Thursday, February 07, 2013

Rock Art in Big Bend Ranch State Park

Ancient peoples left pictographs in several locations in Big Bend Ranch State Park, and on a recent tour by TPWD's Blaine Hall, we saw some beautiful examples of rock art thought to date back 2,000 to 3,000 years ago.  To ensure preservation of the images, we'll protect the precise location.
 Read more about rock art in the park, here.  From the park's website:

"The earliest artifacts identified within BBRSP indicate that Native Americans traversed the area as early as perhaps 11,000 years ago, and continued to do so well into the 19th century. Native American site types attributable to the prehistoric era include open campsites, open camps associated with rock shelters, rock shelters, quarries, lithic scatters, Late Prehistoric Cielo complex (ca. A.D. 1250-1680) sites, rock art sites (primarily pictographs, or rock paintings) and special-use or ritual sites.
Many pictographs that have been recorded within the park are monochromatic red, black or white. Bichrome and polychrome (red, black, yellow, white) figures also occur. The figures include humans, animals, insects, tally marks, double zigzags, hourglass chains, star patterns and various other abstract motifs. Most of these pictographs were probably painted during the Late Archaic (ca. 1000 B.C. - A.D. 1000) or Late Prehistoric (A.D. 1000 - 1535) periods. Other pictographs represented by human figures on horses, longhorn cattle, Spanish saddles and crosses date to the Protohistoric (ca. A.D. 1535-1700) period or later."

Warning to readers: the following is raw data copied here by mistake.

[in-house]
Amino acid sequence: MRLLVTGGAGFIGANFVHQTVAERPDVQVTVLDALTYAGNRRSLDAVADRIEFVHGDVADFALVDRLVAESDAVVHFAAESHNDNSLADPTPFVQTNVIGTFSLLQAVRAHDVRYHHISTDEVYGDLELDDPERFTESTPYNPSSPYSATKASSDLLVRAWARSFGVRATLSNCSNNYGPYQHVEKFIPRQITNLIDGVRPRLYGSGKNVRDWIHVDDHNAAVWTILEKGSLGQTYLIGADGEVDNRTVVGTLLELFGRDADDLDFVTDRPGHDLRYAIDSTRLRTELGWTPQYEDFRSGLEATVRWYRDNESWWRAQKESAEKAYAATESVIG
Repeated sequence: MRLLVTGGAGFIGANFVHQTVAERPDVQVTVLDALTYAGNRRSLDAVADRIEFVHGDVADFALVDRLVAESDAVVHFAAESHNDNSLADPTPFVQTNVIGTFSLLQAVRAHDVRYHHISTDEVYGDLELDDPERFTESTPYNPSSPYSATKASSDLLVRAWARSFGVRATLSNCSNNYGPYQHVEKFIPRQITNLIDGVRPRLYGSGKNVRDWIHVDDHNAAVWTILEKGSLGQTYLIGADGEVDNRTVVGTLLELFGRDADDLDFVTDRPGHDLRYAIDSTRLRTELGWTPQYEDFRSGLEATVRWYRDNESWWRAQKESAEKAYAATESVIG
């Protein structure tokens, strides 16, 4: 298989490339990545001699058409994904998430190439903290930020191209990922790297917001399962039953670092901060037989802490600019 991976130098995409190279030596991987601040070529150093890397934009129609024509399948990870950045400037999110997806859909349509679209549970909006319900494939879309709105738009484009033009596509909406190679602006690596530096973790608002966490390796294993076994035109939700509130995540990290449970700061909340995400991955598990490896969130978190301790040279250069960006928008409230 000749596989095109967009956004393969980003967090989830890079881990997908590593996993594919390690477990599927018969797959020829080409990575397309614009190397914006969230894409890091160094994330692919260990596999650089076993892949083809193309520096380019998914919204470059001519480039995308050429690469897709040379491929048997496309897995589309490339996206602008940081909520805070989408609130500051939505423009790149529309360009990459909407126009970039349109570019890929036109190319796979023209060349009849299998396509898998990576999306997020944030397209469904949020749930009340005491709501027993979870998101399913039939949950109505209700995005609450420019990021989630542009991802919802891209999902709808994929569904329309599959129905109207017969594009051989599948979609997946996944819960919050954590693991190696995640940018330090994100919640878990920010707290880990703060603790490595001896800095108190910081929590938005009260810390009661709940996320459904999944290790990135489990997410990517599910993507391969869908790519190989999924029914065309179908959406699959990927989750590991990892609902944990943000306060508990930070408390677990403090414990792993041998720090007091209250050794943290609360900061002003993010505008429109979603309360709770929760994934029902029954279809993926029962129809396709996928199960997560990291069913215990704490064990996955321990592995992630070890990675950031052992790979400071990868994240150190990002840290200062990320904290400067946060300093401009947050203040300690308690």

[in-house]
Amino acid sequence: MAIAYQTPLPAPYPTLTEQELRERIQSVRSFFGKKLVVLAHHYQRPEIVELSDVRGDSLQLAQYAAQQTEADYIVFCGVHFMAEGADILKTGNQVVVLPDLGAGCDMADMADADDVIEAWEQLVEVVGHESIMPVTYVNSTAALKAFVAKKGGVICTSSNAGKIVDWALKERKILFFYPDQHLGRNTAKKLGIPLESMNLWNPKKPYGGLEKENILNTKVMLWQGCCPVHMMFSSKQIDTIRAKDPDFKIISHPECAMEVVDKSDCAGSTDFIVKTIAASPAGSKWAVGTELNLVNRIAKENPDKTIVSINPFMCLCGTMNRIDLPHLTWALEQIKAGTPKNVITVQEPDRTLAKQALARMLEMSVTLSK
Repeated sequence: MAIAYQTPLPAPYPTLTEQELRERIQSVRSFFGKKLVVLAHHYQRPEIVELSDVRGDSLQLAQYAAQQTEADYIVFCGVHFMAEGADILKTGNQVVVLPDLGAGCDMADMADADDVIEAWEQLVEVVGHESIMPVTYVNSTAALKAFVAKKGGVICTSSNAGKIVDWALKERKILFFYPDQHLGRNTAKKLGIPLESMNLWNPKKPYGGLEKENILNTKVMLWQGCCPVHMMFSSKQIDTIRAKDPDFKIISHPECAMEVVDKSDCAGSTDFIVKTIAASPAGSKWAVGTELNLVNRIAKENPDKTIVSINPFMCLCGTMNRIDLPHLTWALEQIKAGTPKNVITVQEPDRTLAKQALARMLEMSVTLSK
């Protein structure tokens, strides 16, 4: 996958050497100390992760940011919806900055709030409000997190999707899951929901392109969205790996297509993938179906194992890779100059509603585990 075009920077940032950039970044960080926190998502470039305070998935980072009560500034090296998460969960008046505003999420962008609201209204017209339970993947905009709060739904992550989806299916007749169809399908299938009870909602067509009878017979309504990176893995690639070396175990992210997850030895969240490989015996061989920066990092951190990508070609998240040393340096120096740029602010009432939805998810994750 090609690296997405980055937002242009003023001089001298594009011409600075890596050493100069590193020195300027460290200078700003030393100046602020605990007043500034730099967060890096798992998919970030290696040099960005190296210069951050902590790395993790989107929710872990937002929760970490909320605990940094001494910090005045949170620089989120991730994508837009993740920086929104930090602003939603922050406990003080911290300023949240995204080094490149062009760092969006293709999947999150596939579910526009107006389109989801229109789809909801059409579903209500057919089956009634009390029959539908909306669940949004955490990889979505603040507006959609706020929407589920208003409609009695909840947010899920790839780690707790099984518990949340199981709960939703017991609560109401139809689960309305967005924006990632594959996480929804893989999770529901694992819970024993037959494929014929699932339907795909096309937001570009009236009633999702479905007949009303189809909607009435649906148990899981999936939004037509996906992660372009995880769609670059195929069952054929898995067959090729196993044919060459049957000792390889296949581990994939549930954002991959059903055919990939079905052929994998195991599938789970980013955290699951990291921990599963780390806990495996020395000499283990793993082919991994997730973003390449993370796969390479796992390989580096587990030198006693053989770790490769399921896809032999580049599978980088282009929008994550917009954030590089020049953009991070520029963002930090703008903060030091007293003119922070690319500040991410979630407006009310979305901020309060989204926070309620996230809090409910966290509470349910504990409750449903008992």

Pictographs found in rock shelter in undisclosed
location in Big Bend Ranch State Park

Our adventure included driving very challenging roads
and hiking over very rugged desert terrain
to an undisclosed location in a remote area of the park
 (similar to this) to a rock shelter.

Interesting sun-like image centered in the
light blue circle (mid-right)
 If you're interested in visiting some rock art sites in the park yourself, there's one easily viewed set of pictographs on the road to Sauceda in the center of the park.  There's a rock shelter RIGHT by the road, and if you go slow, you can see some rubber mats on the ground and there's a new sign urging stewardship of the park's resources.  Stop there, get out of your car, walk along the rubber mats and look up at the shelter's rock ceiling...and soon, you'll see some pictographs! 

Or, you can hire a guide to give you a personalized archeology tour.  Page down on this link to read about "Ranger Programs."

Now you can join the Texas Mountain Trail and support our programs, including this Daily Photo blog!  Our members receive terrific benefits and gifts are tax-deductible.  To learn more and become a member, click here!

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